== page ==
I suppose there may be one or two people who noticed that I was away for a week--I noticed it, for example, and that's one person right there. And given one's views about personal identity, since I am now a full week older than I was last time I blogged, I may be a different person today, and that makes two persons who've noticed. I doubt that anybody else did, though.
I was away attending the annual meeting of the Eastern Division of the American Philosophical Association in New York, and, yes, it was indeed every bit as exciting as it sounds. The main reason I went was because my department is trying to hire a new professor this year, someone who specializes in the philosophy of the social sciences, and I was on the team of interviewers who went to have a look at our candidates before inviting some of them to campus for more detailed interviews. But there were a couple of ancillary reasons for going.
First of all, the APA is a good place to run into old friends, folks you may have met in graduate school, other professors you may have met at other conferences, etc. Sadly, I didn't run into anyone I knew because I spent almost the whole time I was there interviewing people. We had nearly a hundred applications for the job, and we interviewed ten people at the convention, spending about an hour with each one. Given that we only arrived there on Tuesday afternoon and had to leave on Friday morning, that didn't leave a lot of time for schmoozing. Actually, it's not quite accurate to say that I didn't run into anyone that I know--I did run into a guy who was in graduate school with me, but he clearly did not have any idea who I was.
Another great reason to go was simply: it was in New York. What a great city! Every time I go there, I regret that I didn't grow up there. It's always fun, there's tons to do, and the people are unbelievably cool. The convention, of course, was in Manhattan, and of course there's no way I could afford to live there, but when I was teaching at Rutgers back in 1988-89 (what a nightmare that was--I think there may be some juicy blog topics there) I used to go into the city quite often just for the fun of it.
On this particular occasion there was an extra treat: the Metropolitan Museum has a once-in-a-lifetime installation of works by Fra Angelico. Now, Fra Angelico happens to be one of my very favorite artists, and for me this was like finding out that, although I had been exiled from my homeland, I was to spend my exile in Paris, or perhaps on Cheerleader Island. I did have a little time on Tuesday to go to the museum, so I hustled on up there and wiggled my way in--it was litterally jammed to the rafters with people who, I suppose, were in town in anticipation of New Year's celebrations. The Angelico exhibit was just as jammed as everything else which, in one sense is a good thing--it's nice to know that people are still excited by his work--but in another sense it's clearly a bad thing: his works are pretty small, and it's difficult to get a good view of them when there are a dozen people standing around in front of each painting. Nevertheless, the sense of excitement I had while viewing each one was not something that comes along very often. The only time, in fact, that I remember being that excited was the first time I went to Paris. I had been in London with my wife, and we took a train from London to the channel, then a hovercraft over the channel (this was before the tunnel existed), then another train into Paris. At some point our train merged into the metro system and we were underground. When we got off the train I had yet to actually see any of Paris itself. Well, as we went up the stair to the outside, I noticed a largish building dawning over the edge of the top step. As I got to the top I realized with something of a rush just what that building was: it was the Cathedral of Notre Dame! I had never seen it "in person" before, and here it was! It's that building that you've seen in pictures, movies--all sorts of places--and here it was in the flesh, or stone, or whatever. I suppose that would be a rush for any tourist, but for a believer, let me tell you, it was just amazing: a place of pilgrimage and worship that had been standing there for nearly a thousand years, with generation upon generation of fellow Christians coming there to worship God in his Sacraments in just the same places and in very nearly the same ways that I, myself, intended to do inside that very building.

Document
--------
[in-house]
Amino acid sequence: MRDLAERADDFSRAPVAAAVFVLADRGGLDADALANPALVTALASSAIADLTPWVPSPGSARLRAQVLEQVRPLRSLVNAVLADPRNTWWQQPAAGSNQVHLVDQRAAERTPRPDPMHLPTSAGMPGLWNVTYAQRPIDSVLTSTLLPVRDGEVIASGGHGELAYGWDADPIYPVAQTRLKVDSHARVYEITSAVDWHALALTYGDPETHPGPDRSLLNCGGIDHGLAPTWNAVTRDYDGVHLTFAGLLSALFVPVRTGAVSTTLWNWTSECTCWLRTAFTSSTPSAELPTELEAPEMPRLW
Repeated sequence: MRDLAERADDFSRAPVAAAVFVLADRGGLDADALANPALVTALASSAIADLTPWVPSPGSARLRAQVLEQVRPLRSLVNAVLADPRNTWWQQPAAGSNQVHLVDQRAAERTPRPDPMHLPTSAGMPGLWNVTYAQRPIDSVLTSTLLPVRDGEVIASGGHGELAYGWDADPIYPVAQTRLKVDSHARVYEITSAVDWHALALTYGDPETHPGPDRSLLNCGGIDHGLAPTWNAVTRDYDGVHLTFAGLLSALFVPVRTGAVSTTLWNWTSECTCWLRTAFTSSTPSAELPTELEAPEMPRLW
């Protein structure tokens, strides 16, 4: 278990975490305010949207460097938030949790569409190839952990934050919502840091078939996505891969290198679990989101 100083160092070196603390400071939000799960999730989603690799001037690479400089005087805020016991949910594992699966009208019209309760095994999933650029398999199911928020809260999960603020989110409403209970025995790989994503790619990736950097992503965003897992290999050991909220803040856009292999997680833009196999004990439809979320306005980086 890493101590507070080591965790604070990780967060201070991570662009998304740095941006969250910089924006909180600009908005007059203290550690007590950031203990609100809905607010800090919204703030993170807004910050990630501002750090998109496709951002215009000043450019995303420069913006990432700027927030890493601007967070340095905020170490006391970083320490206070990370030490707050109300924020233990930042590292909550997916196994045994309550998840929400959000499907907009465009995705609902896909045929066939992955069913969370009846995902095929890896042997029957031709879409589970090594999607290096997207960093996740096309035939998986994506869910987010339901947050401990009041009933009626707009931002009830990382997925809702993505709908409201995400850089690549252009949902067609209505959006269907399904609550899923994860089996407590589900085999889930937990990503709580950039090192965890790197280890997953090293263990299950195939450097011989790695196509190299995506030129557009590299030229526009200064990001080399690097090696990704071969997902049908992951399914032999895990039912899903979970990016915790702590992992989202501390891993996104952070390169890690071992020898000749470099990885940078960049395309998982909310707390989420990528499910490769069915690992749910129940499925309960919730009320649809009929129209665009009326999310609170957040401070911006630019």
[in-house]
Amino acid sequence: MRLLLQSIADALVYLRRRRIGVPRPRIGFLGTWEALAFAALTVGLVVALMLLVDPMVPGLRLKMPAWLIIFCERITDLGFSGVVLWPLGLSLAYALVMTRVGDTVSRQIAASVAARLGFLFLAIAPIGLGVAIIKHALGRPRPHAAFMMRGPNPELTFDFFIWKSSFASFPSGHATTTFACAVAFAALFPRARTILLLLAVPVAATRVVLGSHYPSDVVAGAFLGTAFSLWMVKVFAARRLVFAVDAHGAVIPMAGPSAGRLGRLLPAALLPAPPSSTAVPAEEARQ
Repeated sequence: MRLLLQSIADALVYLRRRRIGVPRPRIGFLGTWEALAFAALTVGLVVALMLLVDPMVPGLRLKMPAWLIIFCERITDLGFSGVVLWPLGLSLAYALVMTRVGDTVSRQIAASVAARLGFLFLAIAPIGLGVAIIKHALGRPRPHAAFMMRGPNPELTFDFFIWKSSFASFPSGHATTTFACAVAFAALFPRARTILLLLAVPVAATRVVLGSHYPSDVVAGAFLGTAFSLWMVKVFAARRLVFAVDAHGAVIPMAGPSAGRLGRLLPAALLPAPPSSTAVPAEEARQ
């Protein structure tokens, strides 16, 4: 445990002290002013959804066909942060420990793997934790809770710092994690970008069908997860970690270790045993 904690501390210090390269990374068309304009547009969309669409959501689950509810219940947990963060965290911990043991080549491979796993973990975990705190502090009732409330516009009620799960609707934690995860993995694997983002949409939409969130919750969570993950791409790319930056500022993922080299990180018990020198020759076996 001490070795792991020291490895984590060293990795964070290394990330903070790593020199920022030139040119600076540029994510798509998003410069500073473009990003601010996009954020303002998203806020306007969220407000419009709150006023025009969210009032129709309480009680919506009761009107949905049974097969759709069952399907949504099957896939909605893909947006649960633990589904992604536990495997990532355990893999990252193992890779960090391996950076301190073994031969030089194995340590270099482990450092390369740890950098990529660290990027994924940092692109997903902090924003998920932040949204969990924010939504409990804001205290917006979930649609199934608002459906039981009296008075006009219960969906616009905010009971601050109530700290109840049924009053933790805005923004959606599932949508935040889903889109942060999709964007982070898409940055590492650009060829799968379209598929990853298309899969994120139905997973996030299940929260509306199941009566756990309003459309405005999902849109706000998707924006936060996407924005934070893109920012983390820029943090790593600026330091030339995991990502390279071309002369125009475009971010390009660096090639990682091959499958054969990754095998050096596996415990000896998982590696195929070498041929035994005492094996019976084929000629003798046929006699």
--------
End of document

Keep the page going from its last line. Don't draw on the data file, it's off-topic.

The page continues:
And now, to see these works of Fra angelico, which have delighted I don't know how many other Christians, not only in museums but in their original places, to see them in their actual detail, with the vibrant colors, the delicate finesse of the lines, and, of course, the other people standing around gawking--I thought I had died and gone to heaven.
But then I had to walk back to my hotel. Not quite heaven any more. Along the way I passed by the now-(in)famous Menorah and Creche installations at the southern end of Central Park. Both looked rather tacky, but there were lots and lots of people standing around waiting for the lighting of one of the Menorah lights and I was happy that faith is alive and well in New York. And it was interesting to contrast that crowd, standing around singing Jewish songs in the cold night air, with the crowd of folks I saw two days later when I walked down to Times Square. Preparations were well under way for New Year's Rockin' Eve, and things were a bit more sordid at that end of town. (One thing I'll never understand: taking flash-pictures of huge neon signs with a cell-phone camera. But I must have seen a hundred people do just that.)
All in all a good trip. And to top it off, somebody is going to get a nice new job out of all of this, and I am happy to have helped them to get it. The last time I was in New York was in December of 1995, when I was myself on the job market, and I was interviewed by Ohio University for the job I have now.